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Overview of the Mojave

Human Settlement: Miners, Homesteaders, and Route 66

During the mid-19th century, mining in all areas of the Mojave created boom towns with colorful names and characters. On Christmas Day in 1860, for example, the first producing Mojave mine, named “Christmas Gift,” was opened in Death Valley. As the mining boom continued, borax—“the white gold of the desert”—was discovered; it has been mined profitably in the Death Valley area since. During the 1870s, the Clark Mountain Mining district was established and with it the town of Ivanpah, which at the time was the only American community of any size in the eastern portion of the Mojave.

Gold was discovered in El Dorado Canyon in the late 19th century, where a single mine ultimately produced $1.7 million in gold. Small prospectors, however, generally made very little money, the biggest problem being the costs of transporting supplies to such remote locations. “Boom-or-bust” mining was the usual approach: As soon as a strike played out, miners moved on, leaving ghost towns in their wake.

With the coming of the Santa Fe Railroad, water and other supplies were made available to companies intent on capitalizing on the Mojave’s resources. In the early 1900s, more mines were open and profitable in the Mojave than at any previous time, establishing such towns as Cima, Kelso, and Fenner. Demand for Mojave metals such as gold, silver, and manganese, peaked during World Wars I and II. Today most Mojave mining is for gold and nonmetals such as borax. Beginning in 1910, land was homesteaded in the Mojave Desert, usually in 64.8 ha (160 ac) parcels. Claimants had three years in which to improve their properties to receive a deed from the General Land Office, a predecessor of the Bureau of Land Management. Among the came from other parts of California to settle in the Lanfair Valley area.

For a few years after 1912, rainfall was relatively plentiful, and crop production was vigorous enough that more people were attracted to the area. Mustard-gas victims of World War I also came to take advantage of the benefits of the dry desert air. Ultimately, the rains didn’t last, and water rights conflicts erupted between homesteaders and ranchers. In many cases, after digging unsuccessful water wells, homesteaders were forced to haul water for several kilometers for household use. Many small farms and homesteads were abandoned with only tiny cabins left behind.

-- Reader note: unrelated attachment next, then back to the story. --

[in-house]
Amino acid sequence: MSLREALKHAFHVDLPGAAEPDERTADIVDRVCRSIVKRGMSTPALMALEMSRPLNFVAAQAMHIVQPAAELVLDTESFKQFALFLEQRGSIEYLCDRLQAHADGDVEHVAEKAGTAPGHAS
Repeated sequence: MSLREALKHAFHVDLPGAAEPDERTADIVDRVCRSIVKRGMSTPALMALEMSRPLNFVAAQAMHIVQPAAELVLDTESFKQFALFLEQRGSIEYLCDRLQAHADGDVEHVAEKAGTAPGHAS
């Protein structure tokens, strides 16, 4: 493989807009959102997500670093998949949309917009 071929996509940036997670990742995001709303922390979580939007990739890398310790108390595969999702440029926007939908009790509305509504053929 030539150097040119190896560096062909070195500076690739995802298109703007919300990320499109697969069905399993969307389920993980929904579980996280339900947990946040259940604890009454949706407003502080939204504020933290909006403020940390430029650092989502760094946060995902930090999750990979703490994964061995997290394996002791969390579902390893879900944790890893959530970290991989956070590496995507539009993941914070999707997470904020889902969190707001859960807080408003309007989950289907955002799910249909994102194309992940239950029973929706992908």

During the 1920s, Route 66 appeared out of a desire to improve the road network in the West, which featured a hodgepodge of tracks and trails that had been established by American Indians and pioneers. A descendant of the early 1900s “National Old Trails Road,” the new two-lane route would join the Midwest to California. Route 66 was also to become a legend—“the Mother Road” and “the Main Street of America”—immortalized in John Steinbeck’s The Grapes of Wrath, Nat King Cole’s “(Get Your Kicks on) Route 66,” and a popular 1960s television show.

During the Great Depression of the 1930s migrants sought out the Mojave as an area where they might be able to grow their own food without regard for unstable world markets. Sandstorms and drought drove millions from the Dust Bowl toward California on Route 66. During and after World War II Americans traveled the route heavily, though the roadway was narrow and accidents frequent. In 1956 interstate highways, including Routes 40, 15, and 10 through Arizona and California, began to skirt around the towns along Route 66 closely paralleling the older route. By 1985 the last of these, Williams, Arizona, was bypassed.

It is no longer necessary to drive any part of Route 66 to reach California from Chicago. However, a new generation of travelers has made a hobby of tracing authentic pieces of the highway, following the “Historic Route 66” signs that began appearing in 1995 in all of the route’s eight states.

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Rubble & ruins at Ivanpah - Mojave National Preserve

Desert Queen ranch - Joshua Tree National Park

AbeBooks Search

Oasis of Mara - 29 Palms/Joshua Tree National Park


Kelso Depot - Mojave National Preserve

Roy's Route 66 motel & restaurant - Amboy, Ca.

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